Promoted by Mark Ward-Jones on behalf of the Torfaen Constituency Labour Party at 27 Brunel Road, Fairwater, Cwmbran, Torfaen NP44 4QT.
LYNNE NEAGLE AM has used a debate in the Assembly to repeat calls for a fully resourced Dementia Strategy for Wales and better diagnosis rates and support for families.
Repeating a call she has made previously for dementia to be given the same priority as cancer, Ms Neagle welcomed the commitment to deliver a Dementia Strategic Action Plan for Wales but called for it to be more ambitious.
Highlighting the fact that only 43 per cent of people in Wales get the diagnosis that they need to unlock vital services and support, the AM called for the Welsh Government to build on their target of 50 per cent and work towards a 75 per cent diagnosis rate, as advocated by the Alzheimer’s’ Society.
Speaking at the Assembly the AM, who has been a longstanding campaigner for better support for people with dementia, said:
“It would be unthinkable if 50 per cent of people with cancer in Wales didn’t get a diagnosis so this needs to be kept under review with more ambitious targets introduced.”
Ms Neagle also highlighted concerns about the numbers of support workers promised in the plan which is currently projected to be one support workers per two GP clusters in Wales.
Ms Neagle said: “One of the areas of concern that I’ve identified previously is that the support workers, welcome though they are, will be done on the basis of GP clusters—a minimum of one dementia support worker per two GP clusters in Wales. That would allow a total of just 32 across Wales. Even on the basis of our current diagnosis rates, for everybody to have a dementia support worker we’d need around 370.”
“Similarly with diagnosis rates, they’re currently at 43 per cent in Wales, which is the lowest rate in the UK at the moment. The 2016 target is 50 per cent. The Alzheimer’s Society thinks the figure should be more like 75per cent.”
The AM also has asked the Cabinet Secretary to keep these targets under review and to look at introducing more ambitious targets as time goes on, something that the Health Secretary has promised to do saying, “Of course I‘ll review the points you made about the number of support workers, their role and function. I’ll review the points about diagnosis rates. I want us to achieve our current target of 50%, and it should then be about, ‘And what do we then do next?’”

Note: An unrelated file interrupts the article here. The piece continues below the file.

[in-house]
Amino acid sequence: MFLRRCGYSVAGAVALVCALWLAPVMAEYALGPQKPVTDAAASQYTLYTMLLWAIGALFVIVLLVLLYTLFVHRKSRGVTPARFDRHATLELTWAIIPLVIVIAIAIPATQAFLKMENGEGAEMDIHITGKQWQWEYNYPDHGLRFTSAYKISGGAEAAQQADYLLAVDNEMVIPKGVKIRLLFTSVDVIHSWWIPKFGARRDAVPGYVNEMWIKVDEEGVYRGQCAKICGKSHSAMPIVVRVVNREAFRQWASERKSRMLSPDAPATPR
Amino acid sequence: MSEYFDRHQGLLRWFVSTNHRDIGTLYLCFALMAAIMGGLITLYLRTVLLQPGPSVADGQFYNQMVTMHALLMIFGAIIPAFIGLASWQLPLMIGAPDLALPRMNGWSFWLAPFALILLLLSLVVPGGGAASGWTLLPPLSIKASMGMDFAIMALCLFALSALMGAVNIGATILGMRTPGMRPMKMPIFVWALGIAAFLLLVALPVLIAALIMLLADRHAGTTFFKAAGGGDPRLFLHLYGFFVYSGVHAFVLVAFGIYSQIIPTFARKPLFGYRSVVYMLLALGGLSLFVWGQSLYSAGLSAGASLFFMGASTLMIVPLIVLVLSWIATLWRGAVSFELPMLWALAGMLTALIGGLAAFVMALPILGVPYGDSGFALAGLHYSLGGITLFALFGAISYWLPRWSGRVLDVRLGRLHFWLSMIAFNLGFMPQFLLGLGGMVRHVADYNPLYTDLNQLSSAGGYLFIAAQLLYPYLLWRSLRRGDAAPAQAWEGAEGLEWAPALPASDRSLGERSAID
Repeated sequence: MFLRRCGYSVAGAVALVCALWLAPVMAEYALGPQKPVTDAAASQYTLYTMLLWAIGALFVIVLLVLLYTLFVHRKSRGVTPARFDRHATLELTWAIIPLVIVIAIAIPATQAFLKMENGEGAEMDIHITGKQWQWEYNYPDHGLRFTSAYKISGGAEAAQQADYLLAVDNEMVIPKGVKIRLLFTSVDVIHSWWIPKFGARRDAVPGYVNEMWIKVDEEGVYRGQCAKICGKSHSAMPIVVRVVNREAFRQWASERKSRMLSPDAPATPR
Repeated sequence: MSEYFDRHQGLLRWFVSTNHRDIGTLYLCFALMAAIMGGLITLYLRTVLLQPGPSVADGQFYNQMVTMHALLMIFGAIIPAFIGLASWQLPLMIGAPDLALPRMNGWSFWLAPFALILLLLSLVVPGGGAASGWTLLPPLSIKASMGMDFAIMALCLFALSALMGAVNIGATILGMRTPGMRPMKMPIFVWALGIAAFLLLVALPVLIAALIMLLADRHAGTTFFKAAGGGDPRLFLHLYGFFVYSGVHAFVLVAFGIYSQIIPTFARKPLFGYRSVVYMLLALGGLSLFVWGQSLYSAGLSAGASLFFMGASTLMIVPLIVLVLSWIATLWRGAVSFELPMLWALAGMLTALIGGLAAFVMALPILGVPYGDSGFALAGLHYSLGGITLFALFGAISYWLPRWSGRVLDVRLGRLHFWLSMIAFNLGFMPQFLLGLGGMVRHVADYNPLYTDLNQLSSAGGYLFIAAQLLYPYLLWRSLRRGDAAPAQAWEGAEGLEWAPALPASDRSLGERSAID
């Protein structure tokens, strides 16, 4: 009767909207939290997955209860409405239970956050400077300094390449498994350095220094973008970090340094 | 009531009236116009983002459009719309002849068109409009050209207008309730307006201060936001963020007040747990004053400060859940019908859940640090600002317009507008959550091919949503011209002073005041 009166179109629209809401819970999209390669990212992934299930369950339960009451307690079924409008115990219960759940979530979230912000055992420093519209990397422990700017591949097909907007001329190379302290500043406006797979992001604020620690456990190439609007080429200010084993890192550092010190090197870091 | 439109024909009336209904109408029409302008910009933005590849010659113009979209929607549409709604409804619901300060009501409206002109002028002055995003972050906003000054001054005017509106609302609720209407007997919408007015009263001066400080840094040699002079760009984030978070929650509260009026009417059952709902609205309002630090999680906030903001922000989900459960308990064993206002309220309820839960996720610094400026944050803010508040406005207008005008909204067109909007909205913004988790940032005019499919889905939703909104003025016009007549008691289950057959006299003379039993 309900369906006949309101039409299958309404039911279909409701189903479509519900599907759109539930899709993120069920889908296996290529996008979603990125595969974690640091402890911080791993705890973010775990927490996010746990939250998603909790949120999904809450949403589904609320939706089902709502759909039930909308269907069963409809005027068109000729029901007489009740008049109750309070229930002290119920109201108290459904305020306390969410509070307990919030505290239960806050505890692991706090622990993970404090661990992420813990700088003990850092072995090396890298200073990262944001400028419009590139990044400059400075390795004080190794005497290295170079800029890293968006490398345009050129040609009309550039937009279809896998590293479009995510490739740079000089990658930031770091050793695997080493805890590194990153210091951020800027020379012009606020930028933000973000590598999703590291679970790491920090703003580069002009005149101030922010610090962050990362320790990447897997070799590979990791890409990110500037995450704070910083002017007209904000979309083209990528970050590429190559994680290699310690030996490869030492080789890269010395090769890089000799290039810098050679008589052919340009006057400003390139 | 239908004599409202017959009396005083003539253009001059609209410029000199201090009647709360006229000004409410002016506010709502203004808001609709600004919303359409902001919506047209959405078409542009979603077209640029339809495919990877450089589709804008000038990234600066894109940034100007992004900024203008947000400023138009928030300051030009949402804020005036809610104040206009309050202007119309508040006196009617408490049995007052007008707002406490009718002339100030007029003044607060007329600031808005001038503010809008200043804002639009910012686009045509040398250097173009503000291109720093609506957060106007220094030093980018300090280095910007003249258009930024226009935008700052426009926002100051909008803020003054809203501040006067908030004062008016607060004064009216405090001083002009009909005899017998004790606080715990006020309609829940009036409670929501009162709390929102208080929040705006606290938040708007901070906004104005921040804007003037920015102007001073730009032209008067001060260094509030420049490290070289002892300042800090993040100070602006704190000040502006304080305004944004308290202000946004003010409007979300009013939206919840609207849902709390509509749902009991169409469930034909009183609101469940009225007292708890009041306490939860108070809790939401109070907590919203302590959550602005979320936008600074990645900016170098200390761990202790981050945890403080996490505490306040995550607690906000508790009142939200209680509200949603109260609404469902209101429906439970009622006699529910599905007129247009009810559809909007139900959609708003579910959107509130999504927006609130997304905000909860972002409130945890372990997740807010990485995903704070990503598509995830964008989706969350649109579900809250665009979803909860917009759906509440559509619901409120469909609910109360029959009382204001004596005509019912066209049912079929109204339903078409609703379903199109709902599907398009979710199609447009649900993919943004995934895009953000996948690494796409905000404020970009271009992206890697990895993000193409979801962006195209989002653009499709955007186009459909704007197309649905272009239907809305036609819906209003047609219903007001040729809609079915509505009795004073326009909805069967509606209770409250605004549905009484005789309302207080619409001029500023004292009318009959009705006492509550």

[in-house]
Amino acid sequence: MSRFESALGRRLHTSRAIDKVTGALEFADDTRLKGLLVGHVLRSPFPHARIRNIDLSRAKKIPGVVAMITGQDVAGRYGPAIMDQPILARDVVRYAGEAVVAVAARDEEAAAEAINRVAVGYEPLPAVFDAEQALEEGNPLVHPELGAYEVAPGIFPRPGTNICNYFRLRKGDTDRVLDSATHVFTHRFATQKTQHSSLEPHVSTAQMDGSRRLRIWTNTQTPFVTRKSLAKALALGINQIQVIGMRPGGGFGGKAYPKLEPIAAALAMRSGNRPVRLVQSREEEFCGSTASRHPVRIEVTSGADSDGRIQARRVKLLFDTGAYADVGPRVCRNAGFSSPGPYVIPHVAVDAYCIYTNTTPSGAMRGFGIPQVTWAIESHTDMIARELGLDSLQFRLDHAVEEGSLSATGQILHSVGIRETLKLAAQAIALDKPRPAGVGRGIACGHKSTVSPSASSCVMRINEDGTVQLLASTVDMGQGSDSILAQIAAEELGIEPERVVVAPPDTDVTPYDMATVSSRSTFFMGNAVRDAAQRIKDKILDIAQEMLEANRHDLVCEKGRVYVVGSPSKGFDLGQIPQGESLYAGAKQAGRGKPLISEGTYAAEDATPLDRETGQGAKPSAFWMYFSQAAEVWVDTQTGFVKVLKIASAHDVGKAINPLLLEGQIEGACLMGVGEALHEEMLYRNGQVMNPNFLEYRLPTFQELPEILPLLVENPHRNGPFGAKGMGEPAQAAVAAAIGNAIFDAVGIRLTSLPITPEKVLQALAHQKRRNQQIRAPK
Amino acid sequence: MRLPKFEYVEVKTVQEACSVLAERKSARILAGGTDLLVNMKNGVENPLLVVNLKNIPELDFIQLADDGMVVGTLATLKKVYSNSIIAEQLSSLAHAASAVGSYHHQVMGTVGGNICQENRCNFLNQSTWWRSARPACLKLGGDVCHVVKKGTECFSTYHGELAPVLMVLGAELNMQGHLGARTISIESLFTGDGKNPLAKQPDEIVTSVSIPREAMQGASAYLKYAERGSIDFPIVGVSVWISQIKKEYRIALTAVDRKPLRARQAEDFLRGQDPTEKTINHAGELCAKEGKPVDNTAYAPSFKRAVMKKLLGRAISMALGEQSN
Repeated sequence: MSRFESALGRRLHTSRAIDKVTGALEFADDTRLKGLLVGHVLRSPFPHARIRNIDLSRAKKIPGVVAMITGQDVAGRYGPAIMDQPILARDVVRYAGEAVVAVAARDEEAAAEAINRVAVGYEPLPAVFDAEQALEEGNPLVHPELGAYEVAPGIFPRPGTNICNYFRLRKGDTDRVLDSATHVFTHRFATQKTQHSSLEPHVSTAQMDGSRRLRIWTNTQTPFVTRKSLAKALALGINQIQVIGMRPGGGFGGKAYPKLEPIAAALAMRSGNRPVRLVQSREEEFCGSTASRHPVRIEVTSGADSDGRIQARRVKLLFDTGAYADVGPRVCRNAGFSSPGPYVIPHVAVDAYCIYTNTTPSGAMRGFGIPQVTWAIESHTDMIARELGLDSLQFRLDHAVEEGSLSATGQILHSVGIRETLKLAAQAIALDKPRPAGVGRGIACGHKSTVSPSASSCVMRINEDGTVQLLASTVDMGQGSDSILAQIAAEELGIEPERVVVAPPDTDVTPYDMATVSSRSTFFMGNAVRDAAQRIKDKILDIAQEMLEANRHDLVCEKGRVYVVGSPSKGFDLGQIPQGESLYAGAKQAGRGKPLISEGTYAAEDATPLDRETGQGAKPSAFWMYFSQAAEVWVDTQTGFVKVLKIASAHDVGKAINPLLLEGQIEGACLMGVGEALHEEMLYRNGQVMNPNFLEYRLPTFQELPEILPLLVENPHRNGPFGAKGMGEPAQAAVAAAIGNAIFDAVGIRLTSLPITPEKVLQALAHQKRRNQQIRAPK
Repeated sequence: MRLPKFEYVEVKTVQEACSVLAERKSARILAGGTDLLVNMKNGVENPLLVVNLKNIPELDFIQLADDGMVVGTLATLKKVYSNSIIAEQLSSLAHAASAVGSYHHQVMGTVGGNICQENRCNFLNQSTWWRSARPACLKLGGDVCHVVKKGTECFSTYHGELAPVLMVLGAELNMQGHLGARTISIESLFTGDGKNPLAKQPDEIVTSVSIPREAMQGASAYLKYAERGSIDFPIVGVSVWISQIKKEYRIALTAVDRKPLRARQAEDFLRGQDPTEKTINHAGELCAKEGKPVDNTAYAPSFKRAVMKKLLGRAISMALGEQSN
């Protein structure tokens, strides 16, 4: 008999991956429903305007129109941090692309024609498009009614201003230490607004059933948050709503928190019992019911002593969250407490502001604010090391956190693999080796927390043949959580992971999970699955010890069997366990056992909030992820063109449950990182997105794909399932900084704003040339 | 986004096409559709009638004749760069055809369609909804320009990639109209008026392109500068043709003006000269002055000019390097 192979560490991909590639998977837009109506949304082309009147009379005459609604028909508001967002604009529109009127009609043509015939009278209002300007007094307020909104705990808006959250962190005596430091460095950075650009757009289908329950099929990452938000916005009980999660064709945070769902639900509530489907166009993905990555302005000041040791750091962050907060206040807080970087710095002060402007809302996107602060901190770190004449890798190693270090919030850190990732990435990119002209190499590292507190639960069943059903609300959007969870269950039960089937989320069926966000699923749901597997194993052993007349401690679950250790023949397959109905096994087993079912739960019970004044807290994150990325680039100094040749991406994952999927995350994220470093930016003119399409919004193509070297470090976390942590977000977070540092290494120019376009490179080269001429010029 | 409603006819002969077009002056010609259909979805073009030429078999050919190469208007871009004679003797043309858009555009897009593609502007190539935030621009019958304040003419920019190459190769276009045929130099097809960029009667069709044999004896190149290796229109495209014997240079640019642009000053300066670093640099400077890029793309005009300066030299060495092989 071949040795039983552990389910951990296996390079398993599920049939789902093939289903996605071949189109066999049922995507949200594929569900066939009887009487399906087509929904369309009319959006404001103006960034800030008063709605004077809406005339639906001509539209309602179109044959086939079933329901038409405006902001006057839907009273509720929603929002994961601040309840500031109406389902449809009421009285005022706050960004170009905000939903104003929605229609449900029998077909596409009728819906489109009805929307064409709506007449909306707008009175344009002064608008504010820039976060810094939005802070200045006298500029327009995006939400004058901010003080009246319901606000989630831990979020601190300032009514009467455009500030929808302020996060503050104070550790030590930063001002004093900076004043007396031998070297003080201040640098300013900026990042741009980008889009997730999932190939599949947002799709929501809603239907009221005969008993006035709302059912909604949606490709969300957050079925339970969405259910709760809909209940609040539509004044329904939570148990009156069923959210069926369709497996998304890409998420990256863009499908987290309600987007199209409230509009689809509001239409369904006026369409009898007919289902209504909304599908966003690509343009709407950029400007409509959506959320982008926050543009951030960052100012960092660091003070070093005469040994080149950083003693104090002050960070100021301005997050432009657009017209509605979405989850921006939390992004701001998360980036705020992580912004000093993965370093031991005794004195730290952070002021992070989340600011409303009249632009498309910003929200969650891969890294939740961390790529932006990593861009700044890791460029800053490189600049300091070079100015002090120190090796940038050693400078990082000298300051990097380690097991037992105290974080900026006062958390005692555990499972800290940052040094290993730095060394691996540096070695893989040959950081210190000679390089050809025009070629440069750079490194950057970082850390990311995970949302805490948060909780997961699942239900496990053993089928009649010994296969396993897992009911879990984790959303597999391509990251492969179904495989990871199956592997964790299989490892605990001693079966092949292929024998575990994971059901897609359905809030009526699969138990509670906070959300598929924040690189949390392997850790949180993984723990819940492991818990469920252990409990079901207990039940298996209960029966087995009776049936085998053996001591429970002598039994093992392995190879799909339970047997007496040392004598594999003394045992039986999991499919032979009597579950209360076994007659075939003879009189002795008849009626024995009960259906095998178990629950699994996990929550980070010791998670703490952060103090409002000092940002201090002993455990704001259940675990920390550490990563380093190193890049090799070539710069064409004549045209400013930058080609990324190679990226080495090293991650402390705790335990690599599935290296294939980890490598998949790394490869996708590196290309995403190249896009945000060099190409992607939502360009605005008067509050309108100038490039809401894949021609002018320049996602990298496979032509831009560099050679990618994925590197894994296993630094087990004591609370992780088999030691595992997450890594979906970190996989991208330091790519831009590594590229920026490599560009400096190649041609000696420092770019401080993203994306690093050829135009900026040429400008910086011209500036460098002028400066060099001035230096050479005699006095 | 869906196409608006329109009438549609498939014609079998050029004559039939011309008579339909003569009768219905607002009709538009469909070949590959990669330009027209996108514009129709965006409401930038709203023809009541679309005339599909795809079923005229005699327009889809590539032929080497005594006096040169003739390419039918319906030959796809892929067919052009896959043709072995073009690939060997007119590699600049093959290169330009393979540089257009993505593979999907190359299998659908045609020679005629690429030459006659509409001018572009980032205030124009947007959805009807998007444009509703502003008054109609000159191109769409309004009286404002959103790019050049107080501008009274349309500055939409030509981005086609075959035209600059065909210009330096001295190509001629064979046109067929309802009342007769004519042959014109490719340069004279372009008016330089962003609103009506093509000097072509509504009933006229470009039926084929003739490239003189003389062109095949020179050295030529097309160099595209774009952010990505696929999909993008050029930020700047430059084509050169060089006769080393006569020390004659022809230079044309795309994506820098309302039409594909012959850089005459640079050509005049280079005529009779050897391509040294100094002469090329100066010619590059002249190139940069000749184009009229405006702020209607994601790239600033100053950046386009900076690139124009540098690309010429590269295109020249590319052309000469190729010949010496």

Ms Neagle also called for mechanisms to be in place to ensure that the dementia plan is driven forward at a similar senior Welsh Government level as the cancer delivery plan.
Responding, the Health Secretary said, “The work leading up to consultation—the stakeholders have taken part, they represent different parts of the community, so it isn’t just that Welsh Government are sitting down on their own, and that’s important. It’s also important that the chief medical officer is part of that group as well, so there is some senior leadership from Welsh Government reiterating the importance of this particular strategy to the Government. I hope that when you see the consultation come in you’ll see that it’s real and meaningful.”
“We will think seriously about delivery and how we make sure there is both senior oversight and a clear rationale about how that reporting is then made on the progress that we’re making, and whether we’re making the sort of progress that we really want to and that we set out to.”